A renowned IT analyst company, that wants to remain unnamed for unspecified reason, has estimated the 2017 market for such solutions to exceed 37 billion US$ in total. While we consider the market significant, we have certain concerns though how much of this market we can actually tap into with a standard software solution, as corporate IT departments already today seem to have deployed partial solutions for random infrastructure behavior. At least that’s what we deducted from end user reports we’ve evaluated.

Patents are of course pending.

Hope is at the horizon. The days of waiting are numbered. With probability 0.5.

All will be fine

cancelled...I am stuck here in Germany due to the cold — we have 0 degrees Celsius — and the snow which triggered havoc at the Frankfurt airport, leading to the cancellation of my flight out to Israel. Both flights, actually. And in Tel Aviv, where I planned to participate in the Tel Aviv 2013 Half Marathon on Friday, they cancelled the Marathon event because of the heat — they expect 30 degrees Celsius and above… Isn’t that ironic?

Life has a funny way of sneaking up on you sometimes…

San Francisco. The City. I love her.

Heading back from SFO to Germany after four days of packed schedule with colleagues in our SAP Labs in Palo Alto. I always enjoy being there. Taking a deep breath of Pacific Ocean breeze and Silicon Valley buzz. Trying to inhale as much as possible. Filling lungs and mind. Then eagerly holding my breath to preserve impressions and insights for “back home” in corporate headquarter.

What particularly sticks with me this time and keeps me thinking is our SAP developer ecosystem. I had a meeting with our Developer Community colleagues discussing how we can extend the reach of our technology platform offering beyond our current developer community? Is our Open Source and open standards driven approach these days paying off? How can we take our existing 2 million developers ecosystem with us into the new technologies like HANA, Cloud and Mobile? What are the new skills we need to help developers to acquire step by step? What do we need to learn from them? How can we become attractive for the “scripting kids” and their main ask: “What’s your API”?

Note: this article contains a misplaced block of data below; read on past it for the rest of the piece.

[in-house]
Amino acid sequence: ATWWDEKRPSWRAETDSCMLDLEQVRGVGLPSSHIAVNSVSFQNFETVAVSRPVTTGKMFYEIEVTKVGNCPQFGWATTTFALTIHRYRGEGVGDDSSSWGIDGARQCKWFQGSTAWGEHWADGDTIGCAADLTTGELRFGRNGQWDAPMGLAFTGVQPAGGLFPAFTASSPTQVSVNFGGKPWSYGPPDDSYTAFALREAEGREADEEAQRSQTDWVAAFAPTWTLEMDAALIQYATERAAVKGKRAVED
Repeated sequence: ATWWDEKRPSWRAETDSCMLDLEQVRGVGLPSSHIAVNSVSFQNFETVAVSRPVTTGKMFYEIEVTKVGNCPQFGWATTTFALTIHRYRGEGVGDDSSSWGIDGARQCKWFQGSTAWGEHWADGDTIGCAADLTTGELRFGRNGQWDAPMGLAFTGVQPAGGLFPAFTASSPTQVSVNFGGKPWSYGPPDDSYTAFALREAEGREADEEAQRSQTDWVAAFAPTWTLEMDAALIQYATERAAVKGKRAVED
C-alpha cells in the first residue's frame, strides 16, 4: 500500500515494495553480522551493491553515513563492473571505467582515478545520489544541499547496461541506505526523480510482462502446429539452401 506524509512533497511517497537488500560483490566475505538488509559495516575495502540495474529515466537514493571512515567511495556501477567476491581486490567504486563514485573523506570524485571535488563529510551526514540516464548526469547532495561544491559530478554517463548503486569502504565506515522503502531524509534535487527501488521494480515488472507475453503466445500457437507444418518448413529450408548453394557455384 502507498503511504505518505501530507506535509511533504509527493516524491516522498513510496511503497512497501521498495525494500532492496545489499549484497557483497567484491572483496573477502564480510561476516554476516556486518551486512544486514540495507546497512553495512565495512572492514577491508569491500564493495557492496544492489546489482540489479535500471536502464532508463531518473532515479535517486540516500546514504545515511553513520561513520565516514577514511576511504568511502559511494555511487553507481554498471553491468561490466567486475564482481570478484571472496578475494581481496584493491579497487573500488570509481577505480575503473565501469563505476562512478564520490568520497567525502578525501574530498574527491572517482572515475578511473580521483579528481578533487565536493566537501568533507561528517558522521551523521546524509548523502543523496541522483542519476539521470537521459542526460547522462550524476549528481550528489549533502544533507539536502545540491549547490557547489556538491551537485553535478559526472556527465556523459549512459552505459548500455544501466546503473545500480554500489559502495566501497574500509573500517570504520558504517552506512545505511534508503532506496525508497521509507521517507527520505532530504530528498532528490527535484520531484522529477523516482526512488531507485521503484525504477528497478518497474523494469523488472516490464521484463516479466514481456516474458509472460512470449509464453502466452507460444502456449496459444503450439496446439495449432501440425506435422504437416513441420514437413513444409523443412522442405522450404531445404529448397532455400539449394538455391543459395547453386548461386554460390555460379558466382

For a company that made almost half of its new software license revenue last year – a roughly 2.1 billion euro business – in technology related products, we should be better known for them. For with more than 60% of the world’s business transactions running through SAP solutions, the underlying technology of those solutions is obviously highly strategic for a vibrant partner ecosystem and constantly growing customer base.

It’s time that the world recognizes that we’re meanwhile much more than just an ERP company. And with SAP HANA and our offerings in Analytics, Cloud and Mobile that should be obvious. We’ve come a long way. It’s not that same SAP from the past any more. It’s a new SAP. For sure inside. For sure for our customers and partners. And we need to turn this into a new SAP for developers as well…

While the flight info system suggests that LH455 hangs somewhere in the air at 30.000 feet over the Atlantic, I am still hanging on to San Francisco in my mind. Haven’t really left the City yet as it seems. She always leaves a mark…